Best month of car sales this century

Chris Papadopoullos
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The Ford Fiesta is a firm favourite

Nearly half a million new cars rolled on to Britain’s roads in March, the best month for new car registrations since 1999.

Consumers and firms registered 492,774 new cars in March, up six per cent on the same month last year, according to figures released yesterday by the Society of Motor Manufacturers and Traders (SMMT).
Sales have now increased for 37 consecutive months, a sign that confidence in the UK continues to climb. Some analysts are backing the trend to carry on throughout the remainder of the year.
“New car sales will strengthen further in 2015 as consumer con­fid­ence continues to rise,” said John Leech, head of Automotive for KPMG.
Ford Fiesta39,804
Vauxhall Corsa29,100
Ford Focus22,287
Volkswagen Golf19,435
Nissan Qashqai18,686

Several factors are making it easier to finance car purchases. “The industry continues to support the market with attractive consumer finance packages,” Leech said.

Factories with spare capacity – many in Europe – have chosen to maintain output by offering lucrative finance packages instead of making costly cutbacks to their workforce. Meanwhile, the Bank of England’s low base rate is helping access to finance.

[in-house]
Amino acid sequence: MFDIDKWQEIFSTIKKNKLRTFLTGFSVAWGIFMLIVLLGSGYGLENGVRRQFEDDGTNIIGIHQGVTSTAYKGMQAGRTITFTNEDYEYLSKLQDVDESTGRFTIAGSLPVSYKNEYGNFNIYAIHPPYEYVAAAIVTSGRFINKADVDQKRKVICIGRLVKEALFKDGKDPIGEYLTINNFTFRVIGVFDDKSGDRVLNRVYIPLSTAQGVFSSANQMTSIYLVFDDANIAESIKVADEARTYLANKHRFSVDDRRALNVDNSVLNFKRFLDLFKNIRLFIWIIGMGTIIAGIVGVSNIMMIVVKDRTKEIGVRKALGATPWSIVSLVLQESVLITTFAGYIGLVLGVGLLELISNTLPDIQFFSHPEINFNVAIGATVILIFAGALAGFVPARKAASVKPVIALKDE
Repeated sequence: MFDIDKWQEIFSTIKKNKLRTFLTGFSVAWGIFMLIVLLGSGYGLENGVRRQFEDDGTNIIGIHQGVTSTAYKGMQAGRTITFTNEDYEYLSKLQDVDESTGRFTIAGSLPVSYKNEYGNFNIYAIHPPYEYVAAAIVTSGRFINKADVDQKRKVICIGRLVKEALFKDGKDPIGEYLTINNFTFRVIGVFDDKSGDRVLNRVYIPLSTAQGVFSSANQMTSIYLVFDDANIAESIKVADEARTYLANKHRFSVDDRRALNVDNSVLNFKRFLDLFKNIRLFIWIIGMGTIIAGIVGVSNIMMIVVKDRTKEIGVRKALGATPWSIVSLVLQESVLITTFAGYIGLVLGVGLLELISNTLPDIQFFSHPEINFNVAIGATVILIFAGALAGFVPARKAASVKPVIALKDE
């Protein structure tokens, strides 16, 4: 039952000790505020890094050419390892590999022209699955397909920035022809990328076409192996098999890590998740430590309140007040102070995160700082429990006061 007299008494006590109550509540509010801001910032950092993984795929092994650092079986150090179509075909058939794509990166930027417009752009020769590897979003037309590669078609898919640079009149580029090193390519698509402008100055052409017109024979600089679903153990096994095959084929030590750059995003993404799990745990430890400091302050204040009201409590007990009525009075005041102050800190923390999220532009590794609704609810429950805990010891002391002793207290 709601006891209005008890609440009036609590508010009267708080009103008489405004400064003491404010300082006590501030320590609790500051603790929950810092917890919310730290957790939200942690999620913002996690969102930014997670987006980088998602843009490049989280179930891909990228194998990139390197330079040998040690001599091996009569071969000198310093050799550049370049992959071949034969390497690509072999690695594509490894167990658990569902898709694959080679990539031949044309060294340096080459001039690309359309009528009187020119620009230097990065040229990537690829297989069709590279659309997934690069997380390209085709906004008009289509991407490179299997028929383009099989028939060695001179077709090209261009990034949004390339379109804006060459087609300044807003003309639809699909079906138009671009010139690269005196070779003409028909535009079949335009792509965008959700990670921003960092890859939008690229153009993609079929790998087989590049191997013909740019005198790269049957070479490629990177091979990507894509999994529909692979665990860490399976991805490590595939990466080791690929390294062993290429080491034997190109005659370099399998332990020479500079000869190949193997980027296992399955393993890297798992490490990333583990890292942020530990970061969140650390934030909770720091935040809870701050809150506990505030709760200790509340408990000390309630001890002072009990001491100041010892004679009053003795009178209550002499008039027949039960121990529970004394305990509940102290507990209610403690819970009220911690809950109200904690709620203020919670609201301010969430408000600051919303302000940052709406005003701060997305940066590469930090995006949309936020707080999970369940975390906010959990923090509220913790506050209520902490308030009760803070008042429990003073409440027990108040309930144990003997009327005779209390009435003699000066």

A strong pound has also helped.
“Sterling has recovered roughly half the value it lost during 2008-9 and if it rises further this could make new car prices even cheaper, further bolstering the market,” Leech said.
The sharp climb in sales was also a reflection of business confidence. Sales to firms that have more than 25 company cars shot up by 11.6 per cent in March compared to the same month last year. Sales to all business climbed by 9.8 per cent.
“The best month this century for new car registrations is a welcome boost for the UK’s thriving automotive sector,” said SMMT chief executive Mike Hawes.
“The challenge for a new government and industry will be to maintain this momentum and to strengthen Britain’s manufacturing capabilities through continued inv­est­ment, innovation and policies which maintain our global competitiveness.”
The UK’s fortunes are in stark contrast to Russia’s. Sales of new cars and light commercial vehicles in Russia fell by 42.5 per cent in March to 139,850 as the country deals with a falling rouble, high inflation, a collapsing price oil – its main export – and economic sanctions.

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